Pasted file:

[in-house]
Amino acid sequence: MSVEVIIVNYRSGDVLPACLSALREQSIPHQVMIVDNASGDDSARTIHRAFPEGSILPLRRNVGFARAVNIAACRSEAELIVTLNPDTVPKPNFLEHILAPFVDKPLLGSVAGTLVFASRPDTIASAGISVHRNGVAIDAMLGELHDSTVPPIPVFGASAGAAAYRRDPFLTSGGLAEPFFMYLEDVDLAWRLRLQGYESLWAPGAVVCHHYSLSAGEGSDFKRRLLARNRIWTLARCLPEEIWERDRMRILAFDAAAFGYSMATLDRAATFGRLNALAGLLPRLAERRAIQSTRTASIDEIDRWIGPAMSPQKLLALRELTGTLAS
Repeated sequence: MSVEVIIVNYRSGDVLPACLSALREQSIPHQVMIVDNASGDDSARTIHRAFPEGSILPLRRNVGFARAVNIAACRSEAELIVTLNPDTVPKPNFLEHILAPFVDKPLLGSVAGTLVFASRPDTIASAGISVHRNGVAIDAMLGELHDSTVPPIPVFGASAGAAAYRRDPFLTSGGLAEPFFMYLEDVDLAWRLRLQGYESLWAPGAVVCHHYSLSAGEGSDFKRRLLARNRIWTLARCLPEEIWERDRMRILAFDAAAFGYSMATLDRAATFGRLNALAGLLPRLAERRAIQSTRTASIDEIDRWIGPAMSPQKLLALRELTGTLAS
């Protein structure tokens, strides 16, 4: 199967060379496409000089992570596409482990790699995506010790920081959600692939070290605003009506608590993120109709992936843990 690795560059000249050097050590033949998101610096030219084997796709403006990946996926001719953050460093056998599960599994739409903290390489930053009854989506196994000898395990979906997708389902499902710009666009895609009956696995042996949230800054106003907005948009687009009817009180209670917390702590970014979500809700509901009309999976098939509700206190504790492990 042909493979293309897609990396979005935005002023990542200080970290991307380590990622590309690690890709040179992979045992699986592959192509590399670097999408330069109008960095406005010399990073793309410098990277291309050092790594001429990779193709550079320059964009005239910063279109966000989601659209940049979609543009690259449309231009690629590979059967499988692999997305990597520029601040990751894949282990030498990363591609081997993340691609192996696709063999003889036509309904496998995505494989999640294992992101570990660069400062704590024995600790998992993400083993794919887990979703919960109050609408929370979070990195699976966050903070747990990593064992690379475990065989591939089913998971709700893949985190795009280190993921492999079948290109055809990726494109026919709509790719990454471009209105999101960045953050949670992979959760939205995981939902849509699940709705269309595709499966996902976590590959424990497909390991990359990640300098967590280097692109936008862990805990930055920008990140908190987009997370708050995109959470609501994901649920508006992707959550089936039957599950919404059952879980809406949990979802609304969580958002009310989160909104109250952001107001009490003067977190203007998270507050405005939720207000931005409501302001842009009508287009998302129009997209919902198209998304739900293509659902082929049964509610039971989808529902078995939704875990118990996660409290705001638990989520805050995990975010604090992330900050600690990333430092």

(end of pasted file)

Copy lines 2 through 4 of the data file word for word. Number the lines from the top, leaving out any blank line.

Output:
Amino acid sequence: MSVEVIIVNYRSGDVLPACLSALREQSIPHQVMIVDNASGDDSARTIHRAFPEGSILPLRRNVGFARAVNIAACRSEAELIVTLNPDTVPKPNFLEHILAPFVDKPLLGSVAGTLVFASRPDTIASAGISVHRNGVAIDAMLGELHDSTVPPIPVFGASAGAAAYRRDPFLTSGGLAEPFFMYLEDVDLAWRLRLQGYESLWAPGAVVCHHYSLSAGEGSDFKRRLLARNRIWTLARCLPEEIWERDRMRILAFDAAAFGYSMATLDRAATFGRLNALAGLLPRLAERRAIQSTRTASIDEIDRWIGPAMSPQKLLALRELTGTLAS
Repeated sequence: MSVEVIIVNYRSGDVLPACLSALREQSIPHQVMIVDNASGDDSARTIHRAFPEGSILPLRRNVGFARAVNIAACRSEAELIVTLNPDTVPKPNFLEHILAPFVDKPLLGSVAGTLVFASRPDTIASAGISVHRNGVAIDAMLGELHDSTVPPIPVFGASAGAAAYRRDPFLTSGGLAEPFFMYLEDVDLAWRLRLQGYESLWAPGAVVCHHYSLSAGEGSDFKRRLLARNRIWTLARCLPEEIWERDRMRILAFDAAAFGYSMATLDRAATFGRLNALAGLLPRLAERRAIQSTRTASIDEIDRWIGPAMSPQKLLALRELTGTLAS
């Protein structure tokens, strides 16, 4: 199967060379496409000089992570596409482990790699995506010790920081959600692939070290605003009506608590993120109709992936843990 690795560059000249050097050590033949998101610096030219084997796709403006990946996926001719953050460093056998599960599994739409903290390489930053009854989506196994000898395990979906997708389902499902710009666009895609009956696995042996949230800054106003907005948009687009009817009180209670917390702590970014979500809700509901009309999976098939509700206190504790492990 042909493979293309897609990396979005935005002023990542200080970290991307380590990622590309690690890709040179992979045992699986592959192509590399670097999408330069109008960095406005010399990073793309410098990277291309050092790594001429990779193709550079320059964009005239910063279109966000989601659209940049979609543009690259449309231009690629590979059967499988692999997305990597520029601040990751894949282990030498990363591609081997993340691609192996696709063999003889036509309904496998995505494989999640294992992101570990660069400062704590024995600790998992993400083993794919887990979703919960109050609408929370979070990195699976966050903070747990990593064992690379475990065989591939089913998971709700893949985190795009280190993921492999079948290109055809990726494109026919709509790719990454471009209105999101960045953050949670992979959760939205995981939902849509699940709705269309595709499966996902976590590959424990497909390991990359990640300098967590280097692109936008862990805990930055920008990140908190987009997370708050995109959470609501994901649920508006992707959550089936039957599950919404059952879980809406949990979802609304969580958002009310989160909104109250952001107001009490003067977190203007998270507050405005939720207000931005409501302001842009009508287009998302129009997209919902198209998304739900293509659902082929049964509610039971989808529902078995939704875990118990996660409290705001638990989520805050995990975010604090992330900050600690990333430092």